The motion passes, 6-1.

Wednesday, December 2, 2009


Man. Learning Gregg shorthand sure isn't easy, but I think it will make me a faster — and most importantly — a super accurate notetaker if/when I master it.

But, in the meantime, here's some of what I've got coming up this week:
• I talked to someone at Orange High School for the newly-restarted Educator of the Week feature. If you've got someone you think is doing great things for students, drop me a line at v.shortley (at)
• The Little School is having an open house this weekend, and I'll be there.
• Hands for Habitat is having their first community build this weekend, and I'll be there for that, too. Hopefully, the weather is better than today!
• I'll be at the BOCC meeting with the Waste Transfer Station siting on the agenda. If for some reason the date on that gets changed, I'll be at my regularly-scheduled BOE meeting instead. This will only be the second one I've missed in the 1 + years I've been here.

I've got other features and photo ops in the pipeline, but as always, let me know what's going on at the schools! Call me up at 732-2171 or send me an e-mail to v.shortley (at)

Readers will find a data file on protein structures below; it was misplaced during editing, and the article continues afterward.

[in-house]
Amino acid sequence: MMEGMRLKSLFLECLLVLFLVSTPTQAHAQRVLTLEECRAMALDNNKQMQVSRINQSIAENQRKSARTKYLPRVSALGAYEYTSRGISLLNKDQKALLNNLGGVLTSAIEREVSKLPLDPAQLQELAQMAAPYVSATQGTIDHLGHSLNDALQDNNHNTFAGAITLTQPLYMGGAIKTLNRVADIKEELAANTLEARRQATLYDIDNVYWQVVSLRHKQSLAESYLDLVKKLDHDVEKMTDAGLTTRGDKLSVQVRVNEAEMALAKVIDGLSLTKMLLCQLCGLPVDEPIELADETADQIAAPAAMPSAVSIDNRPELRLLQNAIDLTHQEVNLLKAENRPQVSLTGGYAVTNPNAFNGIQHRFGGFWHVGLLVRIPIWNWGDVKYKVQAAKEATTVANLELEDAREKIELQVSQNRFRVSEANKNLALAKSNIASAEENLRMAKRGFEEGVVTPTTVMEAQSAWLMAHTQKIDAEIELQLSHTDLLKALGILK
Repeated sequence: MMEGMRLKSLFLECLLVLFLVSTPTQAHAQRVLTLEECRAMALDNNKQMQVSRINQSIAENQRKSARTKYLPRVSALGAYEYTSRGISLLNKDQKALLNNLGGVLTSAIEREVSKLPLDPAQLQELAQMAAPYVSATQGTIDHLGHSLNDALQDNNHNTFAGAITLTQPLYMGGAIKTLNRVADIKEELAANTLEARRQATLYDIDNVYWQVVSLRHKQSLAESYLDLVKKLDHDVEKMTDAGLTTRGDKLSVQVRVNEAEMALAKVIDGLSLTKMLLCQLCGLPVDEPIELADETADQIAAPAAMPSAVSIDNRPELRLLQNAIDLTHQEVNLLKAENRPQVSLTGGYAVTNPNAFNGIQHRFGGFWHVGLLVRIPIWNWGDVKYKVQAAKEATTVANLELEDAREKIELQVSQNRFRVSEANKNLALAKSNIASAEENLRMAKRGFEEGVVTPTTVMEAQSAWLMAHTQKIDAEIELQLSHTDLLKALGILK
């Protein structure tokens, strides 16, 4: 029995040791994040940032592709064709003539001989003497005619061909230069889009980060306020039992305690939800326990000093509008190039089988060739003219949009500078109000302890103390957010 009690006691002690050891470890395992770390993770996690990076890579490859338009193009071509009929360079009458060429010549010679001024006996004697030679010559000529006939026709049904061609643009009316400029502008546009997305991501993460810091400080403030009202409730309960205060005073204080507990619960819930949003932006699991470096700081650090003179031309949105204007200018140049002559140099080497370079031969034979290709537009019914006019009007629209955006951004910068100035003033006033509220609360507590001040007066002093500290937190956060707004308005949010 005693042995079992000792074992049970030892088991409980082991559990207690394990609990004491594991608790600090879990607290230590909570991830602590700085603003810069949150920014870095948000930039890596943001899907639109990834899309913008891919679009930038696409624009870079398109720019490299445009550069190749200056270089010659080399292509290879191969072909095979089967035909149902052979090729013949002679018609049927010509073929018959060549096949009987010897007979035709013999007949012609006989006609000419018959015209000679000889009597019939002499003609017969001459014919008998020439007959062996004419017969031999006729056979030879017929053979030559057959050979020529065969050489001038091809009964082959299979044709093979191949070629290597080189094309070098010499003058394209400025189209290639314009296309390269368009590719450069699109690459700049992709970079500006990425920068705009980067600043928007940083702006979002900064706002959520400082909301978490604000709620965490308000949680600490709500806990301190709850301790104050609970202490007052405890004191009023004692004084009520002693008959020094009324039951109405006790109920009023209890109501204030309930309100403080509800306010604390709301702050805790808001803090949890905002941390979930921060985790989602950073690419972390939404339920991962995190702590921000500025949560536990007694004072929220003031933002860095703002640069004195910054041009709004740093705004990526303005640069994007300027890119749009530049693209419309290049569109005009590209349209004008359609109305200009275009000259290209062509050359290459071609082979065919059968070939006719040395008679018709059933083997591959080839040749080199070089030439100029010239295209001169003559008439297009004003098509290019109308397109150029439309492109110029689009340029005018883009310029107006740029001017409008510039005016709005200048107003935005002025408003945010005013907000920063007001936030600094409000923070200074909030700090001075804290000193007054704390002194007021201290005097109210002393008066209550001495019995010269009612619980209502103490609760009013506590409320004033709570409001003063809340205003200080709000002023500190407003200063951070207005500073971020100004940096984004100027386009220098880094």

Back in the habit

Thanks to the holidays and the dreaded post-holiday publication, we have been away from this blogging thing for awhile. We've got a busy week coming up, with no fewer than four things taking placing Monday night with two reporters (and the GM) to cover them. There's a slew of weekend activities (see the paper or Word for some of them), and plenty of major issues to be covered in the coming weeks. On tap for next week's paper:

• Pictures of this weekend's activities: The town parade and tree-lighting; the Daniel Boone craft fair, gingerbread house contest and home tour; a Habitat home build event; and some education items.

• I will have a look at crime numbers over the past year in Hillsborough, which have taken a turn in a surprising direction.

• I'll have a story on another county non-profit hoping to keep its key programs viable.

• On Monday night, we have 1) The Elizabeth Brady Road bypass public hearing, 2) County commissioners' decision on a waste transfer station and 3) The first school board meeting in a month.
The Brady meeting will be my hangout, and judging from Monday turnout at a town information session (I was there but stuck in the back hallway because of a lack of seats and a stomach bug), it will be a doozy. Vanessa will be at the commissioners' meeting, and we'll figure out how to clone someone to cover the other things that night.

As part of our Year-in-Review issue, we want to know what you thought the biggest local story was in 2009 (a few nominees might not have happened yet). Send your thoughts to me at josh.kastrinsky(at) or editorial(at), and I will keep them jotted down as we compile the list.

Enjoy this lovely day and thanks for reading.